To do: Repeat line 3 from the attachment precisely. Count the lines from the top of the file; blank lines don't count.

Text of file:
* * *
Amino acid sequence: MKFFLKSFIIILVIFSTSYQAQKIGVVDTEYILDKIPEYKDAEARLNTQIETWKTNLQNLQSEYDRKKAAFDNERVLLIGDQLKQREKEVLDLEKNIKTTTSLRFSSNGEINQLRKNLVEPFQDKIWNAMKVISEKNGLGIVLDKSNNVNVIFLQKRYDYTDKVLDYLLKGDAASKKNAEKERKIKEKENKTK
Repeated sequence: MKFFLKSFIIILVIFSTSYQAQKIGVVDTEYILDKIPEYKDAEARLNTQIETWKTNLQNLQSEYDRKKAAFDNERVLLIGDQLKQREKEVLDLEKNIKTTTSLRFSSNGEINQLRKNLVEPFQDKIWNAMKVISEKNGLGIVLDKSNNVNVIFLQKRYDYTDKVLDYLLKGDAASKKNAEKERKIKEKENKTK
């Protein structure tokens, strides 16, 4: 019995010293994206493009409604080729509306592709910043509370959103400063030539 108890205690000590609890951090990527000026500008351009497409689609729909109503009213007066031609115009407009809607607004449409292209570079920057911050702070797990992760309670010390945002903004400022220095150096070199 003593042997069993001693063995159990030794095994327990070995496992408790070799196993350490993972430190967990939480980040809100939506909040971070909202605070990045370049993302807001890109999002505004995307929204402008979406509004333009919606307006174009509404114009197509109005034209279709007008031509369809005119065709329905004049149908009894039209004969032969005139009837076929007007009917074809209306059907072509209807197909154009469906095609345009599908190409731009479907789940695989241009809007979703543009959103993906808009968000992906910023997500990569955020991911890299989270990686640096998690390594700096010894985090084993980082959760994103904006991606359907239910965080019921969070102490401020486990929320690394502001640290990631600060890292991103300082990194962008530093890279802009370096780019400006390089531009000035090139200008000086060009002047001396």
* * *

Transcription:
């Protein structure tokens, strides 16, 4: 019995010293994206493009409604080729509306592709910043509370959103400063030539 108890205690000590609890951090990527000026500008351009497409689609729909109503009213007066031609115009407009809607607004449409292209570079920057911050702070797990992760309670010390945002903004400022220095150096070199 003593042997069993001693063995159990030794095994327990070995496992408790070799196993350490993972430190967990939480980040809100939506909040971070909202605070990045370049993302807001890109999002505004995307929204402008979406509004333009919606307006174009509404114009197509109005034209279709007008031509369809005119065709329905004049149908009894039209004969032969005139009837076929007007009917074809209306059907072509209807197909154009469906095609345009599908190409731009479907789940695989241009809007979703543009959103993906808009968000992906910023997500990569955020991911890299989270990686640096998690390594700096010894985090084993980082959760994103904006991606359907239910965080019921969070102490401020486990929320690394502001640290990631600060890292991103300082990194962008530093890279802009370096780019400006390089531009000035090139200008000086060009002047001396």